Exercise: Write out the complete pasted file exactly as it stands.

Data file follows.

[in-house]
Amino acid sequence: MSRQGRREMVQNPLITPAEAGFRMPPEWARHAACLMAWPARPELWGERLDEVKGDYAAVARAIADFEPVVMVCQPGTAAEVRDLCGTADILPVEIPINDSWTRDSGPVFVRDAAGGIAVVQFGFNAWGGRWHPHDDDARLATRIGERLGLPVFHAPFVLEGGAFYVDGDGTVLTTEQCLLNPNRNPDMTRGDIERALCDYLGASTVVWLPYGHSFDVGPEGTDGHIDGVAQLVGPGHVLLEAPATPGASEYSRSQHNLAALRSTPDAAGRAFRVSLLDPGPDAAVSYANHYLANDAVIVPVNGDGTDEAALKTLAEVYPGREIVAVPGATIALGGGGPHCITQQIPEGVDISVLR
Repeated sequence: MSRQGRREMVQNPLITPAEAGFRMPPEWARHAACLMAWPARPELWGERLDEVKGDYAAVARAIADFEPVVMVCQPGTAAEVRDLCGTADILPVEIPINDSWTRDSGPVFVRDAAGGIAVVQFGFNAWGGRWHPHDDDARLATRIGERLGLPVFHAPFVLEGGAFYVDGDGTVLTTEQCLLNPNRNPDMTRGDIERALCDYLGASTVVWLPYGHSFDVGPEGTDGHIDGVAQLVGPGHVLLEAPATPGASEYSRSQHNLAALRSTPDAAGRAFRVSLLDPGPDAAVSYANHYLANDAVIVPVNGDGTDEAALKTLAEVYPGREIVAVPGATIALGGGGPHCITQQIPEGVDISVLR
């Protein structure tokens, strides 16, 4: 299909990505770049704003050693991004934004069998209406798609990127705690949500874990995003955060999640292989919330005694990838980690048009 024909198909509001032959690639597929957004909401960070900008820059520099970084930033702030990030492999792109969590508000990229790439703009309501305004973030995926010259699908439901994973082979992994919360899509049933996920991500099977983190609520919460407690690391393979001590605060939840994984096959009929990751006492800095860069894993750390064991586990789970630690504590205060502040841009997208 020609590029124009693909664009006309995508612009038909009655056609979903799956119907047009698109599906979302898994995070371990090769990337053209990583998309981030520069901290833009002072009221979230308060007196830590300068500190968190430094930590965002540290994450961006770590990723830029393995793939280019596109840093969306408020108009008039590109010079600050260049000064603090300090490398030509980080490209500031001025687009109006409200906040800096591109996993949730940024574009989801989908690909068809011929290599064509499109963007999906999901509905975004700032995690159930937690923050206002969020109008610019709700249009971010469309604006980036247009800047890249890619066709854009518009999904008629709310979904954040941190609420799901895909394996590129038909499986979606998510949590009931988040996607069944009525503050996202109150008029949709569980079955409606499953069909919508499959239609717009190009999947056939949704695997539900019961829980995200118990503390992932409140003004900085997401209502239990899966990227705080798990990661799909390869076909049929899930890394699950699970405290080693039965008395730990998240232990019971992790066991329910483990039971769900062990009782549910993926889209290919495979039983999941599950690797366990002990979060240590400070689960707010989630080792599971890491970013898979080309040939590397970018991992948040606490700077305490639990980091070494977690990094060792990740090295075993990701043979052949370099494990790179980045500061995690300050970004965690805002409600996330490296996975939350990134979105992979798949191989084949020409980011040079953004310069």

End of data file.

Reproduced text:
[in-house]
Amino acid sequence: MSRQGRREMVQNPLITPAEAGFRMPPEWARHAACLMAWPARPELWGERLDEVKGDYAAVARAIADFEPVVMVCQPGTAAEVRDLCGTADILPVEIPINDSWTRDSGPVFVRDAAGGIAVVQFGFNAWGGRWHPHDDDARLATRIGERLGLPVFHAPFVLEGGAFYVDGDGTVLTTEQCLLNPNRNPDMTRGDIERALCDYLGASTVVWLPYGHSFDVGPEGTDGHIDGVAQLVGPGHVLLEAPATPGASEYSRSQHNLAALRSTPDAAGRAFRVSLLDPGPDAAVSYANHYLANDAVIVPVNGDGTDEAALKTLAEVYPGREIVAVPGATIALGGGGPHCITQQIPEGVDISVLR
Repeated sequence: MSRQGRREMVQNPLITPAEAGFRMPPEWARHAACLMAWPARPELWGERLDEVKGDYAAVARAIADFEPVVMVCQPGTAAEVRDLCGTADILPVEIPINDSWTRDSGPVFVRDAAGGIAVVQFGFNAWGGRWHPHDDDARLATRIGERLGLPVFHAPFVLEGGAFYVDGDGTVLTTEQCLLNPNRNPDMTRGDIERALCDYLGASTVVWLPYGHSFDVGPEGTDGHIDGVAQLVGPGHVLLEAPATPGASEYSRSQHNLAALRSTPDAAGRAFRVSLLDPGPDAAVSYANHYLANDAVIVPVNGDGTDEAALKTLAEVYPGREIVAVPGATIALGGGGPHCITQQIPEGVDISVLR
């Protein structure tokens, strides 16, 4: 299909990505770049704003050693991004934004069998209406798609990127705690949500874990995003955060999640292989919330005694990838980690048009 024909198909509001032959690639597929957004909401960070900008820059520099970084930033702030990030492999792109969590508000990229790439703009309501305004973030995926010259699908439901994973082979992994919360899509049933996920991500099977983190609520919460407690690391393979001590605060939840994984096959009929990751006492800095860069894993750390064991586990789970630690504590205060502040841009997208 020609590029124009693909664009006309995508612009038909009655056609979903799956119907047009698109599906979302898994995070371990090769990337053209990583998309981030520069901290833009002072009221979230308060007196830590300068500190968190430094930590965002540290994450961006770590990723830029393995793939280019596109840093969306408020108009008039590109010079600050260049000064603090300090490398030509980080490209500031001025687009109006409200906040800096591109996993949730940024574009989801989908690909068809011929290599064509499109963007999906999901509905975004700032995690159930937690923050206002969020109008610019709700249009971010469309604006980036247009800047890249890619066709854009518009999904008629709310979904954040941190609420799901895909394996590129038909499986979606998510949590009931988040996607069944009525503050996202109150008029949709569980079955409606499953069909919508499959239609717009190009999947056939949704695997539900019961829980995200118990503390992932409140003004900085997401209502239990899966990227705080798990990661799909390869076909049929899930890394699950699970405290080693039965008395730990998240232990019971992790066991329910483990039971769900062990009782549910993926889209290919495979039983999941599950690797366990002990979060240590400070689960707010989630080792599971890491970013898979080309040939590397970018991992948040606490700077305490639990980091070494977690990094060792990740090295075993990701043979052949370099494990790179980045500061995690300050970004965690805002409600996330490296996975939350990134979105992979798949191989084949020409980011040079953004310069």